Worst-case scenario: Almost 13,000 federal facilities could be harmed by flooding

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The Biden administration is looking at how the climate crisis will impact the federal budget and revenue.

Under the worst-case scenario, nearly 13,000 federal facilities may be at risk from rising sea levels due to the climate crisis. 

That is one of several points included in various documents released by the Office of Management and Budget on Monday related to climate risks in the federal budget and federal revenue going forward. This follows an executive order President Biden issued in May 2021 ordering such calculations. 

“At the upper end of that range, climate change could lead to an annual federal revenue loss at the end of the century of 7.1%, which in today’s dollars would equal $2 trillion per year,” Candace Vahlsing, associate director for climate, energy, environment, and science at OMB, and Danny Yagan, chief economist at OMB, wrote in a blog post. “Furthermore, the analyses found that the federal government could spend between an additional $25 billion to $128 billion annually on just six types of federal expenditure: coastal disaster relief, flood insurance, crop insurance, healthcare insurance, wildland fire suppression, and flooding at federal facilities.” This is the first time OMB is formally accounting for climate risks in the federal budget, they added. 

While there isn’t a comprehensive dataset of all federal buildings and structures, the Federal Real Property Profile Management System is the closest thing to that and thus can provide some insight into the financial risks to the federal government as a result of climate change, said a white paper accompanying OMB’s assessment

Using the system, OMB identified more than 40,000 federal buildings and structures that have a total replacement cost of about $81 billion (in 2020 dollars) that are in the current 100-year floodplain, which are areas that have at least a 1% chance of flooding annually and considered “high risk” by the Federal Emergency Management Agency. 

Also, there are about 60,000 structures that have a total replacement cost of $493 billion that were identified as part of the current 500-year floodplain, which are areas that have at least a 0.2% chance of flooding annually. 

“As global warming continues to exacerbate sea level rise and extreme weather, our nation’s floodplains are expected to grow by approximately 45% by century’s end,” the Natural Resources Defense Council, an environmental advocacy group, said in April 2019. “Among other things, FEMA’s floodplains determine how and where homes and other structures are built, as well as who is required to purchase flood insurance (coverage is mandatory if you live in a floodplain and have a federally backed mortgage).” It also noted that some of the flood maps have been found to be inaccurate, according to a Bloomberg story from 2017.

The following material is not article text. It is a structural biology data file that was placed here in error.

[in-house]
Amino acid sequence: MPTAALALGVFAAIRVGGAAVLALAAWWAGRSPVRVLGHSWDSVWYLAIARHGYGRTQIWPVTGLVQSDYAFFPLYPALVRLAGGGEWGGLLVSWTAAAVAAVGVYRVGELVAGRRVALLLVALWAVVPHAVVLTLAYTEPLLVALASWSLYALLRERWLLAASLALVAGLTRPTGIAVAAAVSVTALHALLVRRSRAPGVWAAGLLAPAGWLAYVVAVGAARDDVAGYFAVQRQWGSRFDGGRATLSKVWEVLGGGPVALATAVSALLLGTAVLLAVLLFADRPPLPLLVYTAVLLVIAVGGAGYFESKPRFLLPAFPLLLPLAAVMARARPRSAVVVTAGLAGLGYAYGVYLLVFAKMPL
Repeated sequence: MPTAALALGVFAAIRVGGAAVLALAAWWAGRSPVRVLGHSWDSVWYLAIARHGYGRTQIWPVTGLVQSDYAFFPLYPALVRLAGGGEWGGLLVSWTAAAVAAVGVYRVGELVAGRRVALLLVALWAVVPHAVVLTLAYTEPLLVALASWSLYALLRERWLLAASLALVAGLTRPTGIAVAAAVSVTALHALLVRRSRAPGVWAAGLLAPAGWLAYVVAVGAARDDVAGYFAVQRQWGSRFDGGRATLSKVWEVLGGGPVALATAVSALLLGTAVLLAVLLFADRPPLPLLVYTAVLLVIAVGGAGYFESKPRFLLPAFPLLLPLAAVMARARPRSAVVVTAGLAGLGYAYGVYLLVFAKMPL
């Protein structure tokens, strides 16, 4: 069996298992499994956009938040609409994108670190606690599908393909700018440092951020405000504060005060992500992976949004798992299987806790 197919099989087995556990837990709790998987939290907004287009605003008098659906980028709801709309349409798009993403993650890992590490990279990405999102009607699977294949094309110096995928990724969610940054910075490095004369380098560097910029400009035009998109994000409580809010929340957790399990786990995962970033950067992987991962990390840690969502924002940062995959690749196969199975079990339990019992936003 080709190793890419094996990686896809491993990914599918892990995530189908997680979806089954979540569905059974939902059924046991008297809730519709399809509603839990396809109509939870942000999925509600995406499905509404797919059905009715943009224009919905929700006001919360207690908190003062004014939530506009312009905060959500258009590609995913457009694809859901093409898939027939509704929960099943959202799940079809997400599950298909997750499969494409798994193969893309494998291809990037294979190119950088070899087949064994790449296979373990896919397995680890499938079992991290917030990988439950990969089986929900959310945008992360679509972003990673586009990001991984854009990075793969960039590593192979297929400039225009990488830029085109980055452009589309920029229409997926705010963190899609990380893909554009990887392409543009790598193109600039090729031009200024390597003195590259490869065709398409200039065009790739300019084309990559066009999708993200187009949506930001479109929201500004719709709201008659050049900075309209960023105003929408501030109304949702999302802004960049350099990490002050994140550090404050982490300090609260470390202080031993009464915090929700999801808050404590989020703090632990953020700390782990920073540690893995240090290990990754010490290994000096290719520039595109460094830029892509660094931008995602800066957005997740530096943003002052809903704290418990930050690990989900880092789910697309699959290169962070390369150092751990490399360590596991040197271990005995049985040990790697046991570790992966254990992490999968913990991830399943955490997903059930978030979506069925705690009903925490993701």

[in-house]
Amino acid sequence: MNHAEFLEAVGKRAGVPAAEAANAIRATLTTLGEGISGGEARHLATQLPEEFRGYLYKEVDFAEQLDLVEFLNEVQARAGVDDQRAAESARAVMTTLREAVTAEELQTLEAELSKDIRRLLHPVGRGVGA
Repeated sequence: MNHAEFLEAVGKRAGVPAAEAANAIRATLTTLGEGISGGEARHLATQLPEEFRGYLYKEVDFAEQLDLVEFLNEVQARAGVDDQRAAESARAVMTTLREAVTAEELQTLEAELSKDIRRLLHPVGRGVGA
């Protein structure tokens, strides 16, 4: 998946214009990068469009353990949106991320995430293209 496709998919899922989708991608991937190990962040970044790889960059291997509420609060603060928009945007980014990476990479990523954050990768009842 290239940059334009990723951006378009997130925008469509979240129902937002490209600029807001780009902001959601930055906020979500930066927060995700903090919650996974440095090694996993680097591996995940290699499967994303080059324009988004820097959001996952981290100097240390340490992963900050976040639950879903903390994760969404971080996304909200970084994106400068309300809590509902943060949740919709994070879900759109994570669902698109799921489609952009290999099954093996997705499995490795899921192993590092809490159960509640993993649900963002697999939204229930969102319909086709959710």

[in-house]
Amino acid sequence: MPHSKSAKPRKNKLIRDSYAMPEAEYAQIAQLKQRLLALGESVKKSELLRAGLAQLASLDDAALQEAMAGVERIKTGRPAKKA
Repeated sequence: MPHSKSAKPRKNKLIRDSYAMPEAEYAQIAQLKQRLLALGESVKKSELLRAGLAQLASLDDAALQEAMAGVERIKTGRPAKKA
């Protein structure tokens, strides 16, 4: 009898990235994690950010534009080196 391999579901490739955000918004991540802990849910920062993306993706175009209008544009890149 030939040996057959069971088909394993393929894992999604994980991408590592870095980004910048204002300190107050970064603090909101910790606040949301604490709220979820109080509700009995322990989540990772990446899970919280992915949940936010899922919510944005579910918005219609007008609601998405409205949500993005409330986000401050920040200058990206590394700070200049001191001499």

Additionally, OMB and the National Oceanic and Atmospheric Administration “identified 10,250 individual federal buildings and structures, with a combined replacement cost of $32.3 billion, that would be inundated or severely affected by typical high tide under an eight-foot sea level rise scenario,” the white paper said. “Under a ten-foot ‘worst case’ sea level rise scenario…12,195 individual federal buildings and structures would be inundated, with [a] total combined replacement cost of over $43.7 billion,” which was in 2020 dollars. This was also reviewed using the Federal Real Property Profile Management System. 

The white paper noted that some of these federal facilities appeared to be outside of the 100-year floodplain “reinforcing the expectation that sea level rise will appreciably expand the number and value of federal facilities facing flood risk in the coming decades.” 

There are other potential climate related risks for federal facilities that were not assessed here and there were also data limitations in assessing the full extent of flooding risks, said the paper. 

In order to mitigate these effects, last year, Biden reinstated the Federal Flood Risk Management Standard, which President Obama established and President Trump revoked, to encourage agencies to consider and manage present and future risks of floods as well as established a working group to coordinate implementation of it. Additionally, in 2020 the General Services Administration did a high-level assessment of flood vulnerabilities for venues within its jurisdiction and has started integrating climate considerations into its decision-making processes, said the documents. 

The assessment also lays out potential direct and indirect climate risks and costs to the federal government’s mortgage insurance programs and Medicare and Medicaid spending, wildfire response, infrastructure services and expenditures, and national security environment. 

Biden’s budget proposal for fiscal 2023, which he released last Monday, lists several budgetary needs for the near term that will “both help reduce the federal government’s long-term fiscal exposure to climate-related financial risk and reduce future climate risks for all Americans,” OMB’s assessment said. “In total, the budget invests a historic $44.9 billion in discretionary funding to tackle the climate crisis,’ which is almost a 60% increase from the fiscal 2021 enacted level.”